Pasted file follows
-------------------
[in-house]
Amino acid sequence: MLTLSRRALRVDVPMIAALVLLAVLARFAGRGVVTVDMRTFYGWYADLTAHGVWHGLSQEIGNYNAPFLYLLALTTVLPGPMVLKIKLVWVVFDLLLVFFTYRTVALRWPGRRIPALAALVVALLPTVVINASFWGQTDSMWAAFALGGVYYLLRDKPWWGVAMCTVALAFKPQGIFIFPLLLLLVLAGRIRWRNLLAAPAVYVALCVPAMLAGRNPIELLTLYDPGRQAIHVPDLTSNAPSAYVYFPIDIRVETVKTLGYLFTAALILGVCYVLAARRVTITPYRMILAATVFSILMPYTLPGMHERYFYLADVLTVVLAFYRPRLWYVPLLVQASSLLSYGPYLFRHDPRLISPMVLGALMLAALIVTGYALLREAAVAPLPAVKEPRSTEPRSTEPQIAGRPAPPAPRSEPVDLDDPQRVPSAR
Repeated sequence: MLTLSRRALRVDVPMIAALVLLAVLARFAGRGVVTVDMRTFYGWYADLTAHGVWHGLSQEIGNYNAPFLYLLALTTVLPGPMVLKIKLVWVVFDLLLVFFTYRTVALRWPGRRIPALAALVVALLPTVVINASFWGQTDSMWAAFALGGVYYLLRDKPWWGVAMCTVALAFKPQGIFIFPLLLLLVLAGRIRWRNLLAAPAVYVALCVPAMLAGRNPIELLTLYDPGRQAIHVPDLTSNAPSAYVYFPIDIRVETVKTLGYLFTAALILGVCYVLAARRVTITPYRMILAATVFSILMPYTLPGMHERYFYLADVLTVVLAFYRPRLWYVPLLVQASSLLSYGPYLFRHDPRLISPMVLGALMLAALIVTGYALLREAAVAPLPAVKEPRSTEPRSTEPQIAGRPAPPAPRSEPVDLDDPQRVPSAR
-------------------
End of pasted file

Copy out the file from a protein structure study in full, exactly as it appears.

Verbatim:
[in-house]
Amino acid sequence: MLTLSRRALRVDVPMIAALVLLAVLARFAGRGVVTVDMRTFYGWYADLTAHGVWHGLSQEIGNYNAPFLYLLALTTVLPGPMVLKIKLVWVVFDLLLVFFTYRTVALRWPGRRIPALAALVVALLPTVVINASFWGQTDSMWAAFALGGVYYLLRDKPWWGVAMCTVALAFKPQGIFIFPLLLLLVLAGRIRWRNLLAAPAVYVALCVPAMLAGRNPIELLTLYDPGRQAIHVPDLTSNAPSAYVYFPIDIRVETVKTLGYLFTAALILGVCYVLAARRVTITPYRMILAATVFSILMPYTLPGMHERYFYLADVLTVVLAFYRPRLWYVPLLVQASSLLSYGPYLFRHDPRLISPMVLGALMLAALIVTGYALLREAAVAPLPAVKEPRSTEPRSTEPQIAGRPAPPAPRSEPVDLDDPQRVPSAR
Repeated sequence: MLTLSRRALRVDVPMIAALVLLAVLARFAGRGVVTVDMRTFYGWYADLTAHGVWHGLSQEIGNYNAPFLYLLALTTVLPGPMVLKIKLVWVVFDLLLVFFTYRTVALRWPGRRIPALAALVVALLPTVVINASFWGQTDSMWAAFALGGVYYLLRDKPWWGVAMCTVALAFKPQGIFIFPLLLLLVLAGRIRWRNLLAAPAVYVALCVPAMLAGRNPIELLTLYDPGRQAIHVPDLTSNAPSAYVYFPIDIRVETVKTLGYLFTAALILGVCYVLAARRVTITPYRMILAATVFSILMPYTLPGMHERYFYLADVLTVVLAFYRPRLWYVPLLVQASSLLSYGPYLFRHDPRLISPMVLGALMLAALIVTGYALLREAAVAPLPAVKEPRSTEPRSTEPQIAGRPAPPAPRSEPVDLDDPQRVPSAR